Your Guide to Outdoor Entertaining
Top tips for taking your party outside
Photos by Shannon Cornman
Photo by Aaron Snow
Entertaining outdoors in the 405 is a breezy, sunny joy … if done properly. In our beloved, weather-fickle Oklahoma, it also can just as easily be an overheated, windblown, buggy nightmare, or a frigid test of your guests’ mettle, no matter what month of the year. While we prefer the former, we’ve inadvertently unleashed the latter upon ourselves and our family and friends a few times. Never again, though!
“We’ve done really large events, like the opening of the Devon Tower and Open Streets OKC, which was for 40,000 people,” says Brian Ferrell, founder and president of 110 events. “We’ve also done smaller events like Starlight Supper for DOKC.” With bona fides established, he says, “Holding any event outdoors means you have to have a Plan A, B and C. And sometimes you go straight to Plan D or E.”
Ferrell is one cool, unflappable cat with a bit of a Cheshire smile, and his preternatural calm is a trait he says comes naturally to him. That certainly makes his career choice seem logical. His expertise and tactics, although largely earned by executing huge, complicated events, can be applied just as easily to your Fourth of July bash. “The best way to stay cool under pressure is to have a plan, and to communicate that plan with the people involved in making your event happen. That way, when something changes, you can go into execution mode instead of crisis mode.”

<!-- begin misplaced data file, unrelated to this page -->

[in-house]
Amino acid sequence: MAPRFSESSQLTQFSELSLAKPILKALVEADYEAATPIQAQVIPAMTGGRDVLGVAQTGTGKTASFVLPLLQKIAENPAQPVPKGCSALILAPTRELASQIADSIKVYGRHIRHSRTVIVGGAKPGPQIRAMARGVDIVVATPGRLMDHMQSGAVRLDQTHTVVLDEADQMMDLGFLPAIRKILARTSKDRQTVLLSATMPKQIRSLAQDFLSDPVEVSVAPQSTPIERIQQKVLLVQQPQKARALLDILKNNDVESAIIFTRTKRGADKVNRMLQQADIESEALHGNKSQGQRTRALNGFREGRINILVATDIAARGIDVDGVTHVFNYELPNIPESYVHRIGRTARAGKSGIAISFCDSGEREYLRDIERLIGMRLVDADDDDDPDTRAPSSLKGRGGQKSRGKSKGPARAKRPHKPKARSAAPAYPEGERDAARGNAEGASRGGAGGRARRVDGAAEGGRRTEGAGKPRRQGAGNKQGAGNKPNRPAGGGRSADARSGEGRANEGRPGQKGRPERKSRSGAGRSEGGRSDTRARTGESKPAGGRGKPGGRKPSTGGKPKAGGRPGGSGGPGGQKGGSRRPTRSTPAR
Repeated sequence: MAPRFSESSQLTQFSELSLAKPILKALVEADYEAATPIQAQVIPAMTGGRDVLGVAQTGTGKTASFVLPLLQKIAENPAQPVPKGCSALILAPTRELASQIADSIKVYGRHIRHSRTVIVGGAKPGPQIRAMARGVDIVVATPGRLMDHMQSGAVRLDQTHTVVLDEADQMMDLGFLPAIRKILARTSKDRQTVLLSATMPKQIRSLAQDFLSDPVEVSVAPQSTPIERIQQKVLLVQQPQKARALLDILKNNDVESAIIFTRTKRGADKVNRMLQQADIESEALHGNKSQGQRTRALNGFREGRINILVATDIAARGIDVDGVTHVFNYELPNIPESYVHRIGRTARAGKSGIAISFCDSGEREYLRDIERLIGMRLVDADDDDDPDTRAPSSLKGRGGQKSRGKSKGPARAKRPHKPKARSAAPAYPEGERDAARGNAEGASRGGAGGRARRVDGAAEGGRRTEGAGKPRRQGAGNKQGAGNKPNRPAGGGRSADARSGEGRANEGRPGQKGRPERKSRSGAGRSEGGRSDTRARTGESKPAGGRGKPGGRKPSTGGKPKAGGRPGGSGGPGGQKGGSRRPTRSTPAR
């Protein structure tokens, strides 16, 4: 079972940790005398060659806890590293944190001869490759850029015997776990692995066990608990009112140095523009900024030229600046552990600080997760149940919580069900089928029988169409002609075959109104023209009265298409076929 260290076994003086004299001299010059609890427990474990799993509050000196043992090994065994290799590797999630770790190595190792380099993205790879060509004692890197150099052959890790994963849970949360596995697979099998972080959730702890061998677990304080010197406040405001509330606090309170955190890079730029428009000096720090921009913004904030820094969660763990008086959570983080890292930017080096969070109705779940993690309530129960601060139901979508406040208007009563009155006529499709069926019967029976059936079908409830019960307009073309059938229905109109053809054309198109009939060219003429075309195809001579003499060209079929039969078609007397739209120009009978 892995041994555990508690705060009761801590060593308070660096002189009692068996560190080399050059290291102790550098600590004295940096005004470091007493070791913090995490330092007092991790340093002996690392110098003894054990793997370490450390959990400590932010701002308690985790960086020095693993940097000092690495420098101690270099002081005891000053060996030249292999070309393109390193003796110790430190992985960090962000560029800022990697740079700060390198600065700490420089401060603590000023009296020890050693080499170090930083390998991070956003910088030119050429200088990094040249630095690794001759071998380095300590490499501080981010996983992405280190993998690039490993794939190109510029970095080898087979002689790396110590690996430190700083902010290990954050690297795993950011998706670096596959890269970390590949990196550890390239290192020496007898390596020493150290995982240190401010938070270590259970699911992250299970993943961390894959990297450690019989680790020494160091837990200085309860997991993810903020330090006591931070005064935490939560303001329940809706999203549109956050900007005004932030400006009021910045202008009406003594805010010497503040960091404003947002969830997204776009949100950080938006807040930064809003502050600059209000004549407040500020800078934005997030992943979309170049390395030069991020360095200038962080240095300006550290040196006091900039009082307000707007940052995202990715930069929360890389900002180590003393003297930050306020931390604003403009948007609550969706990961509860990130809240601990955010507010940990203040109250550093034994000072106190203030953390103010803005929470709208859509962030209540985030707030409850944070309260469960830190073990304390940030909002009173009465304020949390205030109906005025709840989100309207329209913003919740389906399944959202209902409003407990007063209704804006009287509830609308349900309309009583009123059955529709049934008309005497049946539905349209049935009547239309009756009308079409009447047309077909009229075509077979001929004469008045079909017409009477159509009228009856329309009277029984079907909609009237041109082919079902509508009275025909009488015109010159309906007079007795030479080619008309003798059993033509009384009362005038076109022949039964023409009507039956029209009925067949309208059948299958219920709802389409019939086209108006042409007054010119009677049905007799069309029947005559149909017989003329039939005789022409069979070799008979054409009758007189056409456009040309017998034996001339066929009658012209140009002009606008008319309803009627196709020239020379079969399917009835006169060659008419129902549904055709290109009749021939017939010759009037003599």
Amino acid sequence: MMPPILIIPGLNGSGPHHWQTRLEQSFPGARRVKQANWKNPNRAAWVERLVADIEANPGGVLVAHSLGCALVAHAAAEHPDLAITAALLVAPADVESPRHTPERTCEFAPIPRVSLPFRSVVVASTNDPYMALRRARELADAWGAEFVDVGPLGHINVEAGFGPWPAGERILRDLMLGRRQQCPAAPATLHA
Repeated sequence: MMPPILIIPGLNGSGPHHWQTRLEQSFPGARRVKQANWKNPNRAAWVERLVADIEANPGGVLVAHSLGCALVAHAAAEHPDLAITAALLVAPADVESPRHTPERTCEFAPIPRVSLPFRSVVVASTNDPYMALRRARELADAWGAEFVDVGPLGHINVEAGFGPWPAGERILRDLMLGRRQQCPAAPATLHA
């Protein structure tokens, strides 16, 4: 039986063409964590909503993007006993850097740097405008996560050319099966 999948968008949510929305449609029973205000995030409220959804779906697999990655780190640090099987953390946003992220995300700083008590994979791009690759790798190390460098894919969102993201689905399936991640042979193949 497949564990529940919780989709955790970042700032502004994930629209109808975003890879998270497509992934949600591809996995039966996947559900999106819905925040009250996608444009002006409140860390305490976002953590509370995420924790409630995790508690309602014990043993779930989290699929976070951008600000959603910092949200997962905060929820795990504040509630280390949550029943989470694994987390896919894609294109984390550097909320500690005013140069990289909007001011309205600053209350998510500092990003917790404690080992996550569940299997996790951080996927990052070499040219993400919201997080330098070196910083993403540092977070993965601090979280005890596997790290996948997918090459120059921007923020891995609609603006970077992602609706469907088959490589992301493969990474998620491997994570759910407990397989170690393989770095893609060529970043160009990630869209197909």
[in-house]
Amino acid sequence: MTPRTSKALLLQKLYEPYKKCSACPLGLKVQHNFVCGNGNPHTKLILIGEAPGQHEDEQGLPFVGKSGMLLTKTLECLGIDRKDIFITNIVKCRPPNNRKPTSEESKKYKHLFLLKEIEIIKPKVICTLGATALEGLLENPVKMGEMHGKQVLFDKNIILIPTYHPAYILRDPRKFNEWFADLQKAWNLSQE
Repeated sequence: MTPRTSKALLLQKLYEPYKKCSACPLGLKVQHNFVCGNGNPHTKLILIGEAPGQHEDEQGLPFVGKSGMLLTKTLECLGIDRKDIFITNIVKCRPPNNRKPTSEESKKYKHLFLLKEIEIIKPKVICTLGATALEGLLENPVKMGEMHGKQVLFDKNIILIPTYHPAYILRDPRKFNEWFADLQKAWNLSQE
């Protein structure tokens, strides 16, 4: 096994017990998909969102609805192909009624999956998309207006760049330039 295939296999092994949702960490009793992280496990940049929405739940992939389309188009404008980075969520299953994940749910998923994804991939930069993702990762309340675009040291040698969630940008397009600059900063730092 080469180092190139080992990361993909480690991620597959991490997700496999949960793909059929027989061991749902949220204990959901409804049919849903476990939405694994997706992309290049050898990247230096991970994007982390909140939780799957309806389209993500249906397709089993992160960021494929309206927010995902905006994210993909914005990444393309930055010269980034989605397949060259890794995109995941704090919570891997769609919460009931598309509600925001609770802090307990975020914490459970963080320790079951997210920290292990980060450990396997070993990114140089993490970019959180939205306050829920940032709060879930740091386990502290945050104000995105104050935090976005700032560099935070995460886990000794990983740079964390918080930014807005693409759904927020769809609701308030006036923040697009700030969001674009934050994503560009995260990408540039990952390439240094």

His best preliminary advice is to literally walk through your space from the perspective of your guests. Is your front door well lit and, more importantly, unlocked? Will your guests be in your yard? Have you turned off the sprinklers and sprayed for mosquitoes?
“Think about all the logistical details. The wind is something people don’t always factor in, and it can make or break your event,” he says. “Disposable plates and cutlery are great, unless they’re blowing all over your yard. It may behoove you to rent dishes instead, and you may want to invest in stemless wine glasses, which are much less likely to tip over.”
A low vase filled with pebbles and succulents makes for a pretty, wind-resistant centerpiece. Adding sandbags under the table may be necessary, and for linens, there is a fantastic new innovation: spandex table coverings – effectively Spanx for your table!
THE POWER OF 10
For the last four years, the crew at Downtown OKC Inc. has hosted 400 or so of their closest friends at the outdoor gala Starlight Supper. It’s inspired by outdoor farm-to-table and slow-food trends, and guests are seated and served family style in early April of each year.
“Outdoor dining events are so different from events held indoors,” says Staci Sanger, DOKC marketing manager. “Guests walk in, grab their seats and then they are up and moving. They trade seats, sit in [one] spot for the entrée and mingle around. Starlight Supper, in particular, feels much more like a family event. We learned not to even try to assign seats.”